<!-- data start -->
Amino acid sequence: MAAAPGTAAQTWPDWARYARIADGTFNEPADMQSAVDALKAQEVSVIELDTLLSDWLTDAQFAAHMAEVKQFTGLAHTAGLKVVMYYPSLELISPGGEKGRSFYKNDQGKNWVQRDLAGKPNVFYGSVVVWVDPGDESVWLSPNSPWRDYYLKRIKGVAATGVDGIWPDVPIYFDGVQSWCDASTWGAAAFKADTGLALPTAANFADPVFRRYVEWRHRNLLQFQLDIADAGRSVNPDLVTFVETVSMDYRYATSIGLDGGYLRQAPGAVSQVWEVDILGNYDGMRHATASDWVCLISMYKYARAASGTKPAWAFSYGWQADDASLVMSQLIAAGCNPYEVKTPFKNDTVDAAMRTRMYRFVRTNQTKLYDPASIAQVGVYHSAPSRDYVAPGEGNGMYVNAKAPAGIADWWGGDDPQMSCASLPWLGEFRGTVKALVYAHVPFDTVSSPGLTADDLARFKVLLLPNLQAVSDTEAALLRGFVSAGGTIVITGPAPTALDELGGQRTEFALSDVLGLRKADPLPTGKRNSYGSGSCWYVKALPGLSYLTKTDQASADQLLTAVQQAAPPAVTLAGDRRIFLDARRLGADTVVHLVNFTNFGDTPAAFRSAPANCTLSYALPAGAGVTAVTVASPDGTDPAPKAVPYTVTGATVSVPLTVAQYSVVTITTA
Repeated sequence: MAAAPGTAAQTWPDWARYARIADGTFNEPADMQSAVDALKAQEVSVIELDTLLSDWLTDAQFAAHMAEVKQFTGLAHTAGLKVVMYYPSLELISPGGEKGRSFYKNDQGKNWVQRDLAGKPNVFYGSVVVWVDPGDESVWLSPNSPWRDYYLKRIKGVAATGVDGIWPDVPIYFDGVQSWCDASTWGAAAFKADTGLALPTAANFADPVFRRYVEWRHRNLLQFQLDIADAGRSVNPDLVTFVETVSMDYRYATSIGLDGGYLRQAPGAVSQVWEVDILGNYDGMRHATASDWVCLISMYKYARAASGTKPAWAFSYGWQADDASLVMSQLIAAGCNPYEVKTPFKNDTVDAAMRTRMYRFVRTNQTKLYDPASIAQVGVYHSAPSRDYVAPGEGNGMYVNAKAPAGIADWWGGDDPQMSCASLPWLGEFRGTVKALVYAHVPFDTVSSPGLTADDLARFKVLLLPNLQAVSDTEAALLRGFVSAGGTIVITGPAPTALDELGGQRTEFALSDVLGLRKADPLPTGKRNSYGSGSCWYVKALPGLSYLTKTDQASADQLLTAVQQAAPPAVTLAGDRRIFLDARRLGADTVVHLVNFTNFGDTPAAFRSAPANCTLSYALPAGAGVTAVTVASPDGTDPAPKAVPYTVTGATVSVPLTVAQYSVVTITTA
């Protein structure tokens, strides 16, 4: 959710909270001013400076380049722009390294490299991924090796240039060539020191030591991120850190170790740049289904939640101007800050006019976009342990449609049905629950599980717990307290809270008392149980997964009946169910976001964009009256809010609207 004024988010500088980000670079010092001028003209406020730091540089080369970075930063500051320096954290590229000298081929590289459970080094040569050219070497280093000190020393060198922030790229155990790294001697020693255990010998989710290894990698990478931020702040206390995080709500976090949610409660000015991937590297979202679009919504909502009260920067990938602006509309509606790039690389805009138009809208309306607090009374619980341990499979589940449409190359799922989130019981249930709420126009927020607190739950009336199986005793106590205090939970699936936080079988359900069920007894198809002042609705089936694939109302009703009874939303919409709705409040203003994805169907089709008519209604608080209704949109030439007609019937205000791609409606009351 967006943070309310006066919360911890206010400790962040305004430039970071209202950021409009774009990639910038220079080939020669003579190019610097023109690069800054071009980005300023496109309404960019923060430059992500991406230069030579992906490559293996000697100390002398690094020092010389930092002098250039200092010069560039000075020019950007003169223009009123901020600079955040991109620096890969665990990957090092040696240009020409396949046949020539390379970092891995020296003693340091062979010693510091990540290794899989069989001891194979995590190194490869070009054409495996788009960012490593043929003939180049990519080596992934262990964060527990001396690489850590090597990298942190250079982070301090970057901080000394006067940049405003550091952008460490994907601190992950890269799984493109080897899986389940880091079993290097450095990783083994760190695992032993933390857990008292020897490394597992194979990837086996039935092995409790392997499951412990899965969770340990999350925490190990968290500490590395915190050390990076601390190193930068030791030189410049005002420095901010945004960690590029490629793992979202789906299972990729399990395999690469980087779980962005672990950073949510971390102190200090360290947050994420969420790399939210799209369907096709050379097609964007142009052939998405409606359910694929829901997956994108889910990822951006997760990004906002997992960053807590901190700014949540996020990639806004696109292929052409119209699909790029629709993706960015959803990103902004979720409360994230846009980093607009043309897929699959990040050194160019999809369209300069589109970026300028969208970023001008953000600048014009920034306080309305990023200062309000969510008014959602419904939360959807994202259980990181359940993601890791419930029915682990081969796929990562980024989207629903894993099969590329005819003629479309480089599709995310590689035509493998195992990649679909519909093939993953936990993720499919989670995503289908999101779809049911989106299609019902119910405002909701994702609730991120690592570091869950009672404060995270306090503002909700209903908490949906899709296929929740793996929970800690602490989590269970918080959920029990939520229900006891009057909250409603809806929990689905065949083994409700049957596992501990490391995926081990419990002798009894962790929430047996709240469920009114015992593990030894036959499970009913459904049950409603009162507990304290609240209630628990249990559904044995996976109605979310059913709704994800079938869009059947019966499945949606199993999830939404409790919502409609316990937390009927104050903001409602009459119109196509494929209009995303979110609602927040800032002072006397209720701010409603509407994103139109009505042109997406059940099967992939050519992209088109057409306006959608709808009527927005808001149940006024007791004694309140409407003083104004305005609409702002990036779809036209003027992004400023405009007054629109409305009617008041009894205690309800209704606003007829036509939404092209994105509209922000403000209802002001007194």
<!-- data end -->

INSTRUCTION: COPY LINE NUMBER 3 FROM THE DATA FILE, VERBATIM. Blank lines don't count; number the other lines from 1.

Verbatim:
């Protein structure tokens, strides 16, 4: 959710909270001013400076380049722009390294490299991924090796240039060539020191030591991120850190170790740049289904939640101007800050006019976009342990449609049905629950599980717990307290809270008392149980997964009946169910976001964009009256809010609207 004024988010500088980000670079010092001028003209406020730091540089080369970075930063500051320096954290590229000298081929590289459970080094040569050219070497280093000190020393060198922030790229155990790294001697020693255990010998989710290894990698990478931020702040206390995080709500976090949610409660000015991937590297979202679009919504909502009260920067990938602006509309509606790039690389805009138009809208309306607090009374619980341990499979589940449409190359799922989130019981249930709420126009927020607190739950009336199986005793106590205090939970699936936080079988359900069920007894198809002042609705089936694939109302009703009874939303919409709705409040203003994805169907089709008519209604608080209704949109030439007609019937205000791609409606009351 967006943070309310006066919360911890206010400790962040305004430039970071209202950021409009774009990639910038220079080939020669003579190019610097023109690069800054071009980005300023496109309404960019923060430059992500991406230069030579992906490559293996000697100390002398690094020092010389930092002098250039200092010069560039000075020019950007003169223009009123901020600079955040991109620096890969665990990957090092040696240009020409396949046949020539390379970092891995020296003693340091062979010693510091990540290794899989069989001891194979995590190194490869070009054409495996788009960012490593043929003939180049990519080596992934262990964060527990001396690489850590090597990298942190250079982070301090970057901080000394006067940049405003550091952008460490994907601190992950890269799984493109080897899986389940880091079993290097450095990783083994760190695992032993933390857990008292020897490394597992194979990837086996039935092995409790392997499951412990899965969770340990999350925490190990968290500490590395915190050390990076601390190193930068030791030189410049005002420095901010945004960690590029490629793992979202789906299972990729399990395999690469980087779980962005672990950073949510971390102190200090360290947050994420969420790399939210799209369907096709050379097609964007142009052939998405409606359910694929829901997956994108889910990822951006997760990004906002997992960053807590901190700014949540996020990639806004696109292929052409119209699909790029629709993706960015959803990103902004979720409360994230846009980093607009043309897929699959990040050194160019999809369209300069589109970026300028969208970023001008953000600048014009920034306080309305990023200062309000969510008014959602419904939360959807994202259980990181359940993601890791419930029915682990081969796929990562980024989207629903894993099969590329005819003629479309480089599709995310590689035509493998195992990649679909519909093939993953936990993720499919989670995503289908999101779809049911989106299609019902119910405002909701994702609730991120690592570091869950009672404060995270306090503002909700209903908490949906899709296929929740793996929970800690602490989590269970918080959920029990939520229900006891009057909250409603809806929990689905065949083994409700049957596992501990490391995926081990419990002798009894962790929430047996709240469920009114015992593990030894036959499970009913459904049950409603009162507990304290609240209630628990249990559904044995996976109605979310059913709704994800079938869009059947019966499945949606199993999830939404409790919502409609316990937390009927104050903001409602009459119109196509494929209009995303979110609602927040800032002072006397209720701010409603509407994103139109009505042109997406059940099967992939050519992209088109057409306006959608709808009527927005808001149940006024007791004694309140409407003083104004305005609409702002990036779809036209003027992004400023405009007054629109409305009617008041009894205690309800209704606003007829036509939404092209994105509209922000403000209802002001007194």